Multi-mode air compressor pressure power switch

- TRANSFORM SR BRANDS LLC

A multi-mode air compressor pressure switch is disclosed. A first mode of operation of the switch has a first range that includes a first cut-out pressure and a first cut-in pressure. A second mode of operation of the switch has a second range that includes a second cut-out pressure and a second cut-in pressure. The second range is smaller than the first range. The second mode of operation adds compressor output over the first mode of operation to extend operable time of a tool that is connected to a compressor that is controlled by the first mode and the second mode.

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Description
BACKGROUND

Air tools have varying compressed air consumption rates. Air compressors are provided with various outputs. Most retail format air compressors have a capacity and output that are too small to run continuous duty operation air tools such as, for example, grinders, sanders, cutters, polishers, and drills.

What is needed are systems and methods that provide additional compressor output to existing tank capacity to extend the time that an air tool can operate before reaching an air pressure that is too low to operate the air tool.

BRIEF SUMMARY

Systems and methods provide a multi-mode air compressor switch that adds compressor output to existing tank capacity to extend the operational time range of an air tool substantially as illustrated by and/or described in connection with at least one of the figures, as set forth more completely in the claims.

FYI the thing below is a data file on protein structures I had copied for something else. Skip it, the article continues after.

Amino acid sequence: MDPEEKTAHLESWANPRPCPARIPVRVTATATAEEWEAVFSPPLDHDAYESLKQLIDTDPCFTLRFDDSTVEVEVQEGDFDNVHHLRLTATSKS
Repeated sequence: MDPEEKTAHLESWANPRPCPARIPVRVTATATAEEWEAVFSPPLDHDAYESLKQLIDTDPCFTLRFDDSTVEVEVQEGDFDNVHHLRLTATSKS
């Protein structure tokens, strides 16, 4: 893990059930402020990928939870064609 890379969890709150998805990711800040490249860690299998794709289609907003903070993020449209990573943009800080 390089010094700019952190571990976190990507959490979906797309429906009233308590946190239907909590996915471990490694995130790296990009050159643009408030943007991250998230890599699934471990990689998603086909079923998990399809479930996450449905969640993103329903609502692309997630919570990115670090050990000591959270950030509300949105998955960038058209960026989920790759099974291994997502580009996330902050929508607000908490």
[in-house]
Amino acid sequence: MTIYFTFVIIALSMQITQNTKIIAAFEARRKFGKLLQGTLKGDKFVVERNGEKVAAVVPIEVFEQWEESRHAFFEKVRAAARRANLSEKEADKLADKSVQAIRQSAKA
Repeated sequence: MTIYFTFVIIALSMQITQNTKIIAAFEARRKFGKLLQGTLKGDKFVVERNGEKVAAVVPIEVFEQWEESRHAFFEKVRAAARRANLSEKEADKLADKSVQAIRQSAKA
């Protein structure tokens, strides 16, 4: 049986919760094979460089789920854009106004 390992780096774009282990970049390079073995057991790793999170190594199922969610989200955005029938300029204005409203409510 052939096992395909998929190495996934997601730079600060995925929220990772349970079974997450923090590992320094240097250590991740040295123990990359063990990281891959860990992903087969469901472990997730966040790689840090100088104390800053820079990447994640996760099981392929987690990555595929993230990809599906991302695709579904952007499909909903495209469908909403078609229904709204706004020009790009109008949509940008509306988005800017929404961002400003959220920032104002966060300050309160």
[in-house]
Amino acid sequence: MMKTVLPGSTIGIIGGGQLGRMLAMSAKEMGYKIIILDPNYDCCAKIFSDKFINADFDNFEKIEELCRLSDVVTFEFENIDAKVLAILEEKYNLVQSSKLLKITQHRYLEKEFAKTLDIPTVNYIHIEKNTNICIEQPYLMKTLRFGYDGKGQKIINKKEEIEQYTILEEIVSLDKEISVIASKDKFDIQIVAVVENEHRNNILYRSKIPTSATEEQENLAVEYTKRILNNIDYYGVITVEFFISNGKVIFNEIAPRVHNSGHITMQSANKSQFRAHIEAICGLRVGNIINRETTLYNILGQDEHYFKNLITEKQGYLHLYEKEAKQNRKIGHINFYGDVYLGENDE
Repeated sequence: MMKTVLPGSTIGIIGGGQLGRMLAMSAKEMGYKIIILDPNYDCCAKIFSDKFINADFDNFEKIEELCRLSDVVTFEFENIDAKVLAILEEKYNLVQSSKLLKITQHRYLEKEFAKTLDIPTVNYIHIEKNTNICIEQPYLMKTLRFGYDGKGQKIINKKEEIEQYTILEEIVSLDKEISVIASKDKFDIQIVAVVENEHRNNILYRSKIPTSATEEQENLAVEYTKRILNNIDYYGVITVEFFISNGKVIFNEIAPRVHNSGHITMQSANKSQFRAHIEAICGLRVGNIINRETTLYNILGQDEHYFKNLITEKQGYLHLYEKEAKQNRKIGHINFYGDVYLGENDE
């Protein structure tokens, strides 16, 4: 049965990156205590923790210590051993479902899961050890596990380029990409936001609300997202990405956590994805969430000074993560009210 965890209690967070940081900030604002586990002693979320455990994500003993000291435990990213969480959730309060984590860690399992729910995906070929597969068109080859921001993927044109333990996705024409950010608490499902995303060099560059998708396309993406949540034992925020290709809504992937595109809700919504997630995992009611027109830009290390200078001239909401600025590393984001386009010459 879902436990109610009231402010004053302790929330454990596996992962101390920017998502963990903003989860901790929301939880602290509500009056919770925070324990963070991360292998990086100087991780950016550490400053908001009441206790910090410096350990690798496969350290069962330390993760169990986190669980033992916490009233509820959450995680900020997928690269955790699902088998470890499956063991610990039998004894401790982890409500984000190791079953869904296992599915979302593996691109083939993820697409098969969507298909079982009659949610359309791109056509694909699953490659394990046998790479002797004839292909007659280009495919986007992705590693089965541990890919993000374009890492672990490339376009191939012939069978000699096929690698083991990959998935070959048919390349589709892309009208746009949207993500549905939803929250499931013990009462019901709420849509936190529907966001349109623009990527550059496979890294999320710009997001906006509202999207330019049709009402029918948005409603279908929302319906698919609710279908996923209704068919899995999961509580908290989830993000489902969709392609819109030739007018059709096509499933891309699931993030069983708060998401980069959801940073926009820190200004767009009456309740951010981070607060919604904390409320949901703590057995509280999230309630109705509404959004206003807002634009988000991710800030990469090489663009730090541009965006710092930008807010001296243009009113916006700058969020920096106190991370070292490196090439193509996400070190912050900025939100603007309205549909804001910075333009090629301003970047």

BRIEF DESCRIPTION OF THE DRAWINGS

FIG. 1A shows an embodiment of a switch assembly in a standard mode when the air compressor is on according to the present disclosure.

FIG. 1B shows a first perspective view of the switch assembly shown in FIG. 1A.

FIG. 1C shows a second perspective view of the switch assembly shown in FIG. 1A.

FIG. 2A shows an embodiment of the switch assembly in a standard mode when the air compressor is off according to the present disclosure.

FIG. 2B shows a first perspective view of the switch assembly shown in FIG. 2A.

FIG. 2C shows a second perspective view of the switch assembly shown in FIG. 2A.

FIG. 3A shows an embodiment of the switch assembly in a quick charge mode when the air compressor is on according to the present disclosure.

FIG. 3B shows a first perspective view of the switch assembly shown in FIG. 3A.

FIG. 3C shows a second perspective view of the switch assembly shown in FIG. 3A.

FIG. 4A shows an embodiment of the switch assembly in a quick charge mode when the air compressor is off according to the present disclosure.

FIG. 4B shows a perspective view of the switch assembly shown in FIG. 4A.

FIG. 5A shows a perspective view of an embodiment of a two-spring assembly according to the present disclosure.

FIG. 5B shows a perspective view of an embodiment of a toggle clamp assembly according to the present disclosure.

FIG. 5C shows a first state of the toggle clamp assembly shown in FIG. 5A.

FIG. 5D shows a second state of the toggle clamp assembly shown in FIG. 5A.

FIG. 6 shows an embodiment of a circuit that includes multiple pressure switches according to the present disclosure.

FIG. 7 shows a flow chart of an embodiment of a method for controlling a pump motor according to the present disclosure.

DETAILED DESCRIPTION OF THE INVENTION

Some embodiments according to the present disclosure provide systems and methods that provide a multi-mode air compressor pressure switch that adds compressor output to existing tank capacity to extend the time that an air tool can operate before reaching an air pressure that is too low to operate the air tool.

Some embodiments according to the present disclosure enable an air compressor to cut-in, for example, immediately after initiating use to provide the additional compressor output to existing tank capacity to extend the operational time range of the air tool (e.g., grinders, sanders, cutters, polishers, drills, etc.).